County to accept bids on building

By Seth Rowe

Mower County's health, human and veteran's services building is officially for sale.

The Mower County Board voted 3-2 Tuesday to accept bids for the approximately 20,000 square-foot building adjacent to the Spam Museum.

Potential buyers have until 1:10 p.m. Aug. 5 to submit sealed bids to county coordinator Craig Oscarson.


Board members said during a previous meeting that Hormel Foods Corp. officials have expressed interest in the property.

Board member David Hillier opposed the motion to advertise, saying the county didn't have any intention of selling the property six months ago and does not have a place to house the 77 employees working in the building. He said his research indicates the county would have to pay more than $200,000 a year to rent a similar building until a new one could be built. He argued that the sale would require a tax increase at a time when the county is struggling with a budget shortfall.

He said a commissioner had initially inquired about selling the property to the Port Authority, which would then transfer it to "the company." Hillier asked County Attorney Patrick Flanagan to explain why the county was going through a public bid process instead.

Flanagan said Oscarson had looked into the possibility, but the Port Authority would have had to have a public bid anyway, and there would have to be a public use involved in order to sell the property to the Port Authority.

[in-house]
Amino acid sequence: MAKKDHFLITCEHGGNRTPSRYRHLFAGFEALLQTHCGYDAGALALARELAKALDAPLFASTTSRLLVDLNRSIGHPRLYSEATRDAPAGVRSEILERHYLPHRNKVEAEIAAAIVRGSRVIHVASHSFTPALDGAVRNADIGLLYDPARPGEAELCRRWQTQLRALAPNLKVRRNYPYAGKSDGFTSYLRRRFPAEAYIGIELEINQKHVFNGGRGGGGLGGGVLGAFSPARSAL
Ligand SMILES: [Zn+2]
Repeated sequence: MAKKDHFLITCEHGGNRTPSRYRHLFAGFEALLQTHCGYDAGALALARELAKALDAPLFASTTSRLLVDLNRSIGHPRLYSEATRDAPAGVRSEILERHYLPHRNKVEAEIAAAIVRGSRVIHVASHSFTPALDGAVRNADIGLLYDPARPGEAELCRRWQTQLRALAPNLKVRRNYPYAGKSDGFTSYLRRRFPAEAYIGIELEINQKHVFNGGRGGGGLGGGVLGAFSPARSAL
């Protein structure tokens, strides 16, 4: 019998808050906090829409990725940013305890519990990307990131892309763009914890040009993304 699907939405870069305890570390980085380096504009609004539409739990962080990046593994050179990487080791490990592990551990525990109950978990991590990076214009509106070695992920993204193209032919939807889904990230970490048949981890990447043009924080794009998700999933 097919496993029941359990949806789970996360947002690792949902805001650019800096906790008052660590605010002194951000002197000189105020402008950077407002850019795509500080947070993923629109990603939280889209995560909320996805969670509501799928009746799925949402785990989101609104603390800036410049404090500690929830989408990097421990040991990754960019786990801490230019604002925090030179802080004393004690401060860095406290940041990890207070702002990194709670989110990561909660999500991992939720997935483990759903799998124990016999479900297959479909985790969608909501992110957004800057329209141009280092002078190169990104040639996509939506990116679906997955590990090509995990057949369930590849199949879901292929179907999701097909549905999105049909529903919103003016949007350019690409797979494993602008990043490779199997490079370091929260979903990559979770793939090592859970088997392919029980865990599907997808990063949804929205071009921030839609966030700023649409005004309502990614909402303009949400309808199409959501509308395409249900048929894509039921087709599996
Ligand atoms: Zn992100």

After Hillier's questions, board member Ray Tucker amended his motion so that bids must include when the buyer would take possession of the building. Both Hillier and board member Richard Cummings still voted against the motion.

"I'm not trying to make a bad decision, but development is a positive part of the community," said board member Dick Lang. "Where can we go for growth in Austin and Minnesota? I see a dream for Mower County, and if we have to sell a little property, we shouldn't be in the business of owning property."

Tucker said the county needs to know all the details before the board makes a decision about selling the property.

"We've raised questions, but we need a number to see if it's feasible," he said. "I want to see what they're willing to pay. If it's feasible, I'm interested in doing it."


The earliest the board would make a decision on whether to sell the property would be Aug. 12.

Hormel spokesperson Julie Craven said the company's plans are still up in the air, but she called Tuesday's decision an interesting development.

"I can't really comment on our plans at all but probably will be able to within the next few weeks," Craven said.

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